Victoria continued to perform her duties until her death. In keeping with tradition, she spent Christmas 1900 at Osborne House on the Isle of Wight, where her health quickly deteriorated to the point where she could not return to London.

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The Victorian Era

Because of Victoria’s long reign and the indelible stamp it and her persona left on the country, life in Britain during the nineteenth century was known as Victorian England. Her strict ethics and personality have come to represent the era.

Queen Victoria and Prince Albert

Victoria married Prince Albert of Saxe-Coburg and Gotha, the son of her mother’s brother, in 1840. Their uncle Leopold suggested they marry when Victoria was only 16 years old.

Albert couldn’t propose to Victoria because she was the queen. So, on October 15, 1839, she proposed to him.

The British public initially rejected the German prince, and he was barred from holding any official political position. Their marriage was turbulent at times, a clash of wills between two extremely strong personalities.

However, the couple was devoted to one another. Victoria’s strongest ally, Prince Albert, assisted her in navigating difficult political waters.

Victoria’s beloved Albert died of typhoid fever in 1861, at the age of 42, after suffering from stomach ailments for several years. Victoria was devastated and went into seclusion for 25 years, sleeping with a plaster cast of his hand by her side. She wore black for the rest of her reign.

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Queen Victoria’s Children

Victoria and Albert had nine children together:

  • Princess Victoria Adelaide Mary Louise (1840-1901), who married the future emperor of Germany Friedrich Wilhelm of Prussia in 1858. On his death three months after taking the throne, their eldest son became Kaiser Wilhelm II of Germany.
  • Prince Albert Edward Wettin (1841-1910), who succeeded his mother to the crown as King Edward VII in 1901.
  • Princess Alice Maude Mary (1843-1878), whose daughter Alix married Nicholas II, the last Russian tzar.
  • Prince Alfred Ernest Albert (1844-1900), who married the daughter of Tzar Alexander II of Russia. His oldest daughter, Marie, wed the crown Prince of Romania.
  • Princess Helena Augusta Victoria (1846-1923)
  • Princess Louise Caroline Alberta (1848-1939) created quite a scandal when she married a commoner, John Douglas Sutherland Campbell (later the Duke of Argyll).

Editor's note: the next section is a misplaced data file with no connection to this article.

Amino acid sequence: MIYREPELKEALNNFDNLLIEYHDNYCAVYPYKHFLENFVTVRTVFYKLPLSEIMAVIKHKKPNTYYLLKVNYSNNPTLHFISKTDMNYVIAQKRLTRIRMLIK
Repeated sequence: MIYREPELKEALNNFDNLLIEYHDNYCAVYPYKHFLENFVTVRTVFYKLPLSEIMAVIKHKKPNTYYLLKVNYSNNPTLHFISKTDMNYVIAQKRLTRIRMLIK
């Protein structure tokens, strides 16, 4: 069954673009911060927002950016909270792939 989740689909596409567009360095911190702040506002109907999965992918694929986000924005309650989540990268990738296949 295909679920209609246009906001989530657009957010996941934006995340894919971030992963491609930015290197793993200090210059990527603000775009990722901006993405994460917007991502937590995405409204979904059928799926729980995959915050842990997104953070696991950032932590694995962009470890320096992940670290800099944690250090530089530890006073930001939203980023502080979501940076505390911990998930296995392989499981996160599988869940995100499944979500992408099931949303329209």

• Prince Arthur William Patrick (1850-1942), who married Princess Louise Margarete of Prussia.
  • Prince Leopold George Duncan (1853-1884)
  • Princess Beatrice Mary Victoria (1857-1944)

Relationship with John Brown

Victoria’s Scottish servant and one of her closest friends, with some speculation that the two were lovers. The queen described Brown as her dearest friend, despite being seven years her junior and many ranks below her — an unthinkable relationship at the time. In the royal household, he became known as “the queen’s stallion” and pledged his lifelong loyalty to her.

There were rumors that Brown and Victoria were lovers, particularly after Albert’s death. Historians have since combed through her journals, edited by her daughter Beatrice, and found no evidence of an affair. But one thing was certain: she adored him. When Brown died unexpectedly in March 1883, Victoria described him as having the “best, the truest heart that ever beat.”

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Relationship with Abdul Karim

Following Brown’s death in 1883, Victoria’s servant Abdul Karim rose through the ranks to become the queen’s closest confidant. Karim was born in Northern India, the son of a hospital assistant, and was brought to England to serve at the Queen’s Golden Jubilee in 1887. He quickly won the queen over with his cooking skills, and she asked him to teach her Urdu. Victoria showered Karim with gifts such as a private carriage and titles and honors. She also had several portraits painted for her.

The queen addressed herself as “your loving mother” and “your closest friend” in letters to Karim. Historians, on the other hand, do not believe the two had a physical relationship.

In 2010, Abdul’s great-grandson Javed Mahmood told The Telegraph that they had a “mother and son relationship.” She became an Indophile in part due to her feelings for him. However, her family’s prejudice permeated Victoria’s staff.”

The royal family found Victoria and Karim’s close relationship scandalous. They had all of the pair’s letters burned after the queen died in 1901, and Victoria’s daughter Beatrice removed all references to Karim from the queen’s journals. Although the family honored the queen’s request that Karim be among a small group of mourners at her funeral, they later evicted Karim from the home Victoria had given him and returned him to India.

Shrabani Basu, a journalist, discovered Karim’s relationship with Victoria decades later when she visited the queen’s summer home in 2003 and noticed several paintings and a bust of Karim. Basu researched their relationship and published Victoria & Abdul: The True Story of the Queen’s Closest Confidant.

Death and Successor

Victoria died on January 22, 1901, at the age of 81, after a long period of ill health. Her son, the future King Edward VII, and her eldest grandson, Germany’s Emperor Wilhelm II, were both present at her bedside.

When Victoria died in 1901, her eldest son, Prince Albert Edward Wettin, ascended to the British throne as King Edward VII.